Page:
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Some Historical Bromides Reconsidered Through Mort Zuckerman & USNWR

Via Drudge and US News & World Report, Mort Zuckerman says western civilization is almost done.  Who knew?

First, he gives a little very cursory history:

“The modern world has for centuries been dominated economically, intellectually, and physically by the civilization that arose in Western Europe in the wake of the Renaissance and Reformation and spread across the Atlantic.”

An historian Zuckerman is not.  The “civilization that arose in western Europe” and “dominated”, blah blah, existed before the Renaissance and the Reformation.  It would be fairer to say that it “arose” out of the ruins of Rome.  This was so commonly understood as recently as, say, 70 years ago that all higher learning (meaning after grade school), everywhere in Europe and even in the US required a working knowledge of Latin – a long dead language – for the simple reason that it had been the language of Rome.  It was a natural homage to our ancestry, and a reminder of the true roots of western civilization.  How soon we forget.

But I digress.

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As the SCOTUS goes…

so go the lower courts – but not in the way they’re supposed to.   Lower court fealty has nothing to do with case “law”.  It’s more like the way Hegel used to talk about the “weltgeist” and the “zeitgeist”, spirits that moved the times without explicit instruction.  Lower courts absorb the lessons as if by osmosis.

I’m not talking about legal precedent, in other words, which explicitly says this or that in words that every literate person can read; I’m talking about the unstated principles that seem to govern judicial behavior, but which could never be stated explicitly in a judicial opinion.  SCOTUS doesn’t say, and will never say, “we are hostile to the expansion of the rights of individuals against large institutional litigants like the government, insurance companies and banks.”  But it would be the truest statement they could make, the most reliable indicator of how cases will come out in that court, and the best way to describe how lower courts “follow” the Supreme Court.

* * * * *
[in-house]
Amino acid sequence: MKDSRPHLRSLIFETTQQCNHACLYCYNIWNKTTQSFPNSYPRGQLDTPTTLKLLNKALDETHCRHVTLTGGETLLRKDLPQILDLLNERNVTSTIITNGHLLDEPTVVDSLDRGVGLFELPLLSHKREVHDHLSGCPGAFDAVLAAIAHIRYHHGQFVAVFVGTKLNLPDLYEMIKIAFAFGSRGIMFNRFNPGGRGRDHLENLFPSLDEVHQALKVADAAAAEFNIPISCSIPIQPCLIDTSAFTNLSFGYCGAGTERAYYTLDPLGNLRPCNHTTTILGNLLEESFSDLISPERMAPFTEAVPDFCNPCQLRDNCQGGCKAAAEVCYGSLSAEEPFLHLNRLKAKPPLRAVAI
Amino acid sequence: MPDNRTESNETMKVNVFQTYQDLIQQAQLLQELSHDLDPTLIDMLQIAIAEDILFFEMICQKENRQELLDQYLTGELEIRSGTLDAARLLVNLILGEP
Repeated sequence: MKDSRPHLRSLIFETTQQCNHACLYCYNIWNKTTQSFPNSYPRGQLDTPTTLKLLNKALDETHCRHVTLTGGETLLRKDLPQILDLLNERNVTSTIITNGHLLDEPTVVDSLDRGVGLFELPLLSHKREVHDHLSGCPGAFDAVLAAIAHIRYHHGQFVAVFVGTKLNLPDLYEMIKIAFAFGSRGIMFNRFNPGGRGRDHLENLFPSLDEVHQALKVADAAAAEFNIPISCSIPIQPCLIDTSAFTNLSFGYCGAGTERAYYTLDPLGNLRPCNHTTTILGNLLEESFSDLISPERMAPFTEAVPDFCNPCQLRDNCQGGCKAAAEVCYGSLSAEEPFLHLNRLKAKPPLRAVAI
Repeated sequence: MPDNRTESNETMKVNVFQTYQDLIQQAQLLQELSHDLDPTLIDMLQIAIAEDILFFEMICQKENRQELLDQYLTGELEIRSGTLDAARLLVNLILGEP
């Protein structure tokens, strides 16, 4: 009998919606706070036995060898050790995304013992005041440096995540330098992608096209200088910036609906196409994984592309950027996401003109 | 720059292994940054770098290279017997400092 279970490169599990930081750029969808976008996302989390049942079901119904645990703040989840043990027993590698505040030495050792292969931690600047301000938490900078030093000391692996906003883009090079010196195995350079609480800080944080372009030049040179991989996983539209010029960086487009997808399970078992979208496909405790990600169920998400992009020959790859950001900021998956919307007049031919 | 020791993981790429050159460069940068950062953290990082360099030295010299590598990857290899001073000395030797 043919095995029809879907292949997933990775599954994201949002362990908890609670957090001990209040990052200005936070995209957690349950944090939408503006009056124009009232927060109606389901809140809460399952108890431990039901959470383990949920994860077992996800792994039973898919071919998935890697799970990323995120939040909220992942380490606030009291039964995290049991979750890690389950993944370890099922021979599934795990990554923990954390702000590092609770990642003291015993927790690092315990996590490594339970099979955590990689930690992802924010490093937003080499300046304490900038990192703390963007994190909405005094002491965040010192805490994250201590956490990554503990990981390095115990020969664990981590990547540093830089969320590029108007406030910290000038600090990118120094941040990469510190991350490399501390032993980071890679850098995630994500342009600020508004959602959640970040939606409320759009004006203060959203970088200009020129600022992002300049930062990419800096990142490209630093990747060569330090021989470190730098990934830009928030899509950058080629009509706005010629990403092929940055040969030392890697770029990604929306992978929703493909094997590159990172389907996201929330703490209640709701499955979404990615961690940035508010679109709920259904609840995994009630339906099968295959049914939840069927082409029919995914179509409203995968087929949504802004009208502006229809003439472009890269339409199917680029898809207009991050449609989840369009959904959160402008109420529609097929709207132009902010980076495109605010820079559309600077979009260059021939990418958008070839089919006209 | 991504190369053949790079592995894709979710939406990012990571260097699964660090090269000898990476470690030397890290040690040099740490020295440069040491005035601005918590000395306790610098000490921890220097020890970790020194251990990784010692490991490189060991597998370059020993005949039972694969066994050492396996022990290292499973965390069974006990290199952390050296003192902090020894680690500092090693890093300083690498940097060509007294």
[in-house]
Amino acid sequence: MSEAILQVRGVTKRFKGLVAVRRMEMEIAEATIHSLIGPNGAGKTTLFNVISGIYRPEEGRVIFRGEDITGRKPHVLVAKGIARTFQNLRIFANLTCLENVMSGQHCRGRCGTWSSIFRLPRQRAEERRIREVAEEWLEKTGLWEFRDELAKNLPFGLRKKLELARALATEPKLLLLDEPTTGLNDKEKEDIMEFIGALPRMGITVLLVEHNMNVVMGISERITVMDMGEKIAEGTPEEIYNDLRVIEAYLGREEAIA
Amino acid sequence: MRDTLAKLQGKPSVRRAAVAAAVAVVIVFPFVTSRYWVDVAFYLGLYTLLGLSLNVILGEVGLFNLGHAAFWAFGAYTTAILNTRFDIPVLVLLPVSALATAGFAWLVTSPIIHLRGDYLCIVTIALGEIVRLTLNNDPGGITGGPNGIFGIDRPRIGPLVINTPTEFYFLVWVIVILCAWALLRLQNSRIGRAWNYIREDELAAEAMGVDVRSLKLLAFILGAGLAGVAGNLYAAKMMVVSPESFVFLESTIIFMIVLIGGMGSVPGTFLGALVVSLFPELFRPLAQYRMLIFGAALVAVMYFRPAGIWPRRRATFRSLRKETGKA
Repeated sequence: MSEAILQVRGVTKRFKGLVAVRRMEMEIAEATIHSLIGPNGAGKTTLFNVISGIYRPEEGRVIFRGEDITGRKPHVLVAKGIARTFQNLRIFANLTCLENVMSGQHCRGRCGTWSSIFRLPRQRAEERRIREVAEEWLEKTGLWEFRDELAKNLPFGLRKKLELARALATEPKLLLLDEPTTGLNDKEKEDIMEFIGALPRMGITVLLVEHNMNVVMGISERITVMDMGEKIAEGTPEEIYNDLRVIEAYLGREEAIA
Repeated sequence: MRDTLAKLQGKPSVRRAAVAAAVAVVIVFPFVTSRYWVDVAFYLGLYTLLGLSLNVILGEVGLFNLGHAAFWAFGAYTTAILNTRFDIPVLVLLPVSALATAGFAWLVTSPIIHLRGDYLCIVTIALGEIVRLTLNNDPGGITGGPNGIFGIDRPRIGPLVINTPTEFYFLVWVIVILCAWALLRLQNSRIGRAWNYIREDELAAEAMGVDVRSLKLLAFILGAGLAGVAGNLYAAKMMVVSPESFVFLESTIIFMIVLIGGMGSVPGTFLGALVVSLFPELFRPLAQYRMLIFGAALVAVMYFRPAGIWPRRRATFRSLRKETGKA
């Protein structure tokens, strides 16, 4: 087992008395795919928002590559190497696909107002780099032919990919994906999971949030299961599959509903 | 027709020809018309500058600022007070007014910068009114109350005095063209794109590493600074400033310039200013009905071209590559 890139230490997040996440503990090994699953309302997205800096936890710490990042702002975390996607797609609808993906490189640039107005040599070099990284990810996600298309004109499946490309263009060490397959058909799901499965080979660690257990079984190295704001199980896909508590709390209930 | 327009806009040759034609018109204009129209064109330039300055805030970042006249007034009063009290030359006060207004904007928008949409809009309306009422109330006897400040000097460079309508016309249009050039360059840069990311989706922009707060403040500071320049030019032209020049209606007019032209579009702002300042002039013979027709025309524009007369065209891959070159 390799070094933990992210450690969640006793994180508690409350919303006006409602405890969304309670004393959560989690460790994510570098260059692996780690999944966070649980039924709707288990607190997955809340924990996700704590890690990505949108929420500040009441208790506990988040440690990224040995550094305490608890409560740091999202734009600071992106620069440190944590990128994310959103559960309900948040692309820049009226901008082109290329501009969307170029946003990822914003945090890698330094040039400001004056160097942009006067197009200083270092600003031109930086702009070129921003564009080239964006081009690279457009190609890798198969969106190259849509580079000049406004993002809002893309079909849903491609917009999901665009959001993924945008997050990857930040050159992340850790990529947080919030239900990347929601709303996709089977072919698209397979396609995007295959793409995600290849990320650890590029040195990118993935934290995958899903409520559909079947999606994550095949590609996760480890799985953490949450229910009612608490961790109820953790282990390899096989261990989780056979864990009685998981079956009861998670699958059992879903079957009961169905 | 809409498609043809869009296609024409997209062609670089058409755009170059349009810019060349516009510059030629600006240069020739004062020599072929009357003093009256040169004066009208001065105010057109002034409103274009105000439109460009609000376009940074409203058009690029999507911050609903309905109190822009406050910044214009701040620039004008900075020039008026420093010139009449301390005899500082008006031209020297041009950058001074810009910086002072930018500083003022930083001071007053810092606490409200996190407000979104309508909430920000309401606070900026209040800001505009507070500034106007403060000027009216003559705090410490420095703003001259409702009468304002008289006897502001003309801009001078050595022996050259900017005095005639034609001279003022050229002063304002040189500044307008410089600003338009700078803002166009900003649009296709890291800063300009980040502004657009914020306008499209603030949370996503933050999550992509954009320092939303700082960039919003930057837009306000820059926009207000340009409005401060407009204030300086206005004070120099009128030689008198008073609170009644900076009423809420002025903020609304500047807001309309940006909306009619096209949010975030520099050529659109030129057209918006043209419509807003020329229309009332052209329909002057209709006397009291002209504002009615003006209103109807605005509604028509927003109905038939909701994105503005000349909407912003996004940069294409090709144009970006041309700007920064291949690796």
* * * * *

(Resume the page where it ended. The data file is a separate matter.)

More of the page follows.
They had a lively discussion over at Simple Justice the other day, prompted by a New York Times op-ed delving into the mind of recently retired SCOTUS Justice Stevens.  The NYT article is primarily focused on the death penalty. Greenfield at SJ and most of the comments focus on a perhaps larger problem of systemic integrity.  Scott lets loose a little:

“…we want to believe that the Supreme Court decides cases based upon reason and logic, with a bit of precedent thrown in for consistency.

To believe otherwise is to admit that we’re wasting our time playing this game.  It suggests that this is a big charade, spouting platitudes about the greatness of the system to men and women whose decisions were made long before we stepped foot in the courthouse.  If so, that really sucks…Us groundlings in the process want to believe that we can march over to the courthouse and, through the use of well reasoned, well documented, argument and proof persuade a judge to rule in our favor. “

Be careful of actually believing what you merely want to believe, Scott.  But it’s nice to see you wearing your heart on your sleeve once in a while.  Still, I’ve already dealt with this issue quite a bit; you’re a little behind the curve.